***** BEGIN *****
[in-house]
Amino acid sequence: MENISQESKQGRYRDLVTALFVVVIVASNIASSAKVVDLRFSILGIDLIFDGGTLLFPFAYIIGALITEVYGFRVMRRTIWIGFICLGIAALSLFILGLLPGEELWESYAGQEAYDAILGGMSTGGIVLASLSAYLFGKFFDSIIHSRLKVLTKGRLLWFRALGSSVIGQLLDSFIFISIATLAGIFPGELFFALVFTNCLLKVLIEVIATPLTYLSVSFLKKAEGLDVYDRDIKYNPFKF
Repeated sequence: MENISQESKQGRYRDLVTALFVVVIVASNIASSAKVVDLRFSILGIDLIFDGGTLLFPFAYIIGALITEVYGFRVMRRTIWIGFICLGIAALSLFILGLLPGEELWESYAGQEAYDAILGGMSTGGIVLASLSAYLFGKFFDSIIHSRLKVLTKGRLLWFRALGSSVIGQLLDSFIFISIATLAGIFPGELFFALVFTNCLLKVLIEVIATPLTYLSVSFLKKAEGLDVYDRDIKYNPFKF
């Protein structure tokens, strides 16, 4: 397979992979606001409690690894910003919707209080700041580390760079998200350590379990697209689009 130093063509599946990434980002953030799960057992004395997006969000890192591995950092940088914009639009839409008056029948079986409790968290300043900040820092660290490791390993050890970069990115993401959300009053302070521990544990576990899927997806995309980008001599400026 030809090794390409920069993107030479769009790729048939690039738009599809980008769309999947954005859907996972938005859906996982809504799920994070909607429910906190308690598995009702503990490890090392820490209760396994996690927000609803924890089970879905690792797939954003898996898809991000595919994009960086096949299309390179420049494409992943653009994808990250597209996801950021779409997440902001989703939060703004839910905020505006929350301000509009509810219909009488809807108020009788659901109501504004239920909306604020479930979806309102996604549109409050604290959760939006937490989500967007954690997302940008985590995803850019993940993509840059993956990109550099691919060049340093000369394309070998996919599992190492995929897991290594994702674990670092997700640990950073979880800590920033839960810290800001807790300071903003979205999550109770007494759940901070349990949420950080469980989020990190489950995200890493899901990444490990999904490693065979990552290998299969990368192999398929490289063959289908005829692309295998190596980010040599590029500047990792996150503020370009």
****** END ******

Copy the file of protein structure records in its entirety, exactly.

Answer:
[in-house]
Amino acid sequence: MENISQESKQGRYRDLVTALFVVVIVASNIASSAKVVDLRFSILGIDLIFDGGTLLFPFAYIIGALITEVYGFRVMRRTIWIGFICLGIAALSLFILGLLPGEELWESYAGQEAYDAILGGMSTGGIVLASLSAYLFGKFFDSIIHSRLKVLTKGRLLWFRALGSSVIGQLLDSFIFISIATLAGIFPGELFFALVFTNCLLKVLIEVIATPLTYLSVSFLKKAEGLDVYDRDIKYNPFKF
Repeated sequence: MENISQESKQGRYRDLVTALFVVVIVASNIASSAKVVDLRFSILGIDLIFDGGTLLFPFAYIIGALITEVYGFRVMRRTIWIGFICLGIAALSLFILGLLPGEELWESYAGQEAYDAILGGMSTGGIVLASLSAYLFGKFFDSIIHSRLKVLTKGRLLWFRALGSSVIGQLLDSFIFISIATLAGIFPGELFFALVFTNCLLKVLIEVIATPLTYLSVSFLKKAEGLDVYDRDIKYNPFKF
């Protein structure tokens, strides 16, 4: 397979992979606001409690690894910003919707209080700041580390760079998200350590379990697209689009 130093063509599946990434980002953030799960057992004395997006969000890192591995950092940088914009639009839409008056029948079986409790968290300043900040820092660290490791390993050890970069990115993401959300009053302070521990544990576990899927997806995309980008001599400026 030809090794390409920069993107030479769009790729048939690039738009599809980008769309999947954005859907996972938005859906996982809504799920994070909607429910906190308690598995009702503990490890090392820490209760396994996690927000609803924890089970879905690792797939954003898996898809991000595919994009960086096949299309390179420049494409992943653009994808990250597209996801950021779409997440902001989703939060703004839910905020505006929350301000509009509810219909009488809807108020009788659901109501504004239920909306604020479930979806309102996604549109409050604290959760939006937490989500967007954690997302940008985590995803850019993940993509840059993956990109550099691919060049340093000369394309070998996919599992190492995929897991290594994702674990670092997700640990950073979880800590920033839960810290800001807790300071903003979205999550109770007494759940901070349990949420950080469980989020990190489950995200890493899901990444490990999904490693065979990552290998299969990368192999398929490289063959289908005829692309295998190596980010040599590029500047990792996150503020370009």